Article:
The corporation does provide limited liability.  And there is ease of transfer via “stock”.  The life of a corporation is not limited by the stockholders.  Another upside is the ability to deduct fringe benefits of the owners.  Aside from non-discrimination rules (you can’t have benefits for the owners and not for other employees), a corporation can deduct health insurance, some life insurance, pension plans, etc.  Is it worth the extra costs and red tape?  Most people think not.  Just FYI, I’m an old fashioned corporation.

When there is more than one — a Partnership?

When there is more than one participant, you can’t be a sole proprietor.  That goes for husband and wife also, except in some special circumstances.  Like a sole proprietorship, a partnership is easy to form and without a lot of red tape.  You do need an agreement, which also makes good business sense!  The biggest downside is that you have unlimited liability not only for your actions, but for the actions of the other partners.

Partnerships are not taxed, but do have their own informational tax return — a form 1065.  The form 1065 reports the income and expenses for the partnership and divides the items among the partners based on the partnership agreement.  Each partner is given a K-1 with his/her share of the income/loss to be reported on various lines of their individual tax return.   The form 1065 can be quite complicated and should be prepared by a qualified tax preparer — another expense.  Partners pay self-employment tax on the income rather than being employees with a W-2.

Fringe benefits are generally not deductible for partners, and the options for fringe benefits and retirement plans are much the same as for sole-proprietors.

A partnership interest can be transferred and continue after the demise of a partner depending on the partnership agreement.  Also, if an LLC is comprised of more than one member, a partnership is the default entity if no other choice is made.  More about this when we get to LLCs.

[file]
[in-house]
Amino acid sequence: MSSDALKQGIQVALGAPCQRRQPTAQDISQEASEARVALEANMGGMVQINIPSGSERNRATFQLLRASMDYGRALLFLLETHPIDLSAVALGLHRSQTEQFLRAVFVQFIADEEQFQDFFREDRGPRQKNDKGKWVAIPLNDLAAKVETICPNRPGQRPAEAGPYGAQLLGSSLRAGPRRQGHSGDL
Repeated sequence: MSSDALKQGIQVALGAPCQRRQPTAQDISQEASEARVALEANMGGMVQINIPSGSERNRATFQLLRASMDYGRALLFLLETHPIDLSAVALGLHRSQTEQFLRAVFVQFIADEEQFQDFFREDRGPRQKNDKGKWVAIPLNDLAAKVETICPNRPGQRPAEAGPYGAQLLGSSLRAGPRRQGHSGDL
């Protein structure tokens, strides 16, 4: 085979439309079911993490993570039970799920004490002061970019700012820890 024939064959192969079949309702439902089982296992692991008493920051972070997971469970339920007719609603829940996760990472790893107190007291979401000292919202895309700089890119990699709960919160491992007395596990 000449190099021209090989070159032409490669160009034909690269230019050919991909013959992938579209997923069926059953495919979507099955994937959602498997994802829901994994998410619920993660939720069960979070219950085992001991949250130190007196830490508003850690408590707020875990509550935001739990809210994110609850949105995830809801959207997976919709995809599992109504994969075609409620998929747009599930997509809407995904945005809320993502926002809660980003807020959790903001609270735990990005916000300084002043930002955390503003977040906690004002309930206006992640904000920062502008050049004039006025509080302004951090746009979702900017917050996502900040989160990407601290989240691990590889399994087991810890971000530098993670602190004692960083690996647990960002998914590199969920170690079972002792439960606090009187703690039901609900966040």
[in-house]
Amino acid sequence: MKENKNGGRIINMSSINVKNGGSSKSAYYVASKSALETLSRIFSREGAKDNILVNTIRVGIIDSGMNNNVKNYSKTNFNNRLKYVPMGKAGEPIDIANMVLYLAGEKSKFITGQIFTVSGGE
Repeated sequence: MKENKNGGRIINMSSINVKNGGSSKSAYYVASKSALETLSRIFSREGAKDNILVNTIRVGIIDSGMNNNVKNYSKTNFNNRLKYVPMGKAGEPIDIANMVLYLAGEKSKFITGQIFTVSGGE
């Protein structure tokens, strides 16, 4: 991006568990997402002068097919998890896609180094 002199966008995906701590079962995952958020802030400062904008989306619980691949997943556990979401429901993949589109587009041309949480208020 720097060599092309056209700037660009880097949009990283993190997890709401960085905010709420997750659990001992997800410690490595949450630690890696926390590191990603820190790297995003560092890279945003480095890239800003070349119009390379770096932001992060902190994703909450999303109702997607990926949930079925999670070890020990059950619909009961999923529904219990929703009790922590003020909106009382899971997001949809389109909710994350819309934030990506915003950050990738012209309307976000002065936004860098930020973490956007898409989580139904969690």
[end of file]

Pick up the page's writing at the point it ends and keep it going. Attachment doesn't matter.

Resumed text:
Sole Proprietorship – Oldie but a Goodie

Sole proprietorship isn’t as popular as in the old days — those days before LLC’s.  But as the LLC newness has worn off, people are taking another look at sole proprietorship.  More about it when we discuss the LLC, but some states (including KY) have established annual reporting requirements and annual fees associated with LLCs, including the single member variety.

The number one advantage to a sole propietorship is the ease and low cost of establishing.  Other than state and local registrations (and an EIN if you have employees), you just start doing business.  Also, it has the lowest administrative costs.  The business income is taxed to the owner on his or her individual tax return on a schedule C or if a farm, a schedule F.  No separate return to prepare.  The business owner is not an employee, and pays self-employment tax as opposed to social security/medicare tax.

The major disadvantage to a sole proprietorship is the unlimited liability (including business and personal assets) for debts and any lawsuits brought against the business.  Some risk can be covered by insurance, but depending on your situation,  you might be wise to discuss with an attorney.

Other disadvantages include, as the same implies, it can ONLY be you.  If you have a partner, then you can not be a sole proprietor.  In addition, It is difficult to transfer interest of a business where the owner is a sole proprietor.  Fringe benefits for the owner are generally not deductible.

For low cost and minimum red tape, it’s the sole proprietorship.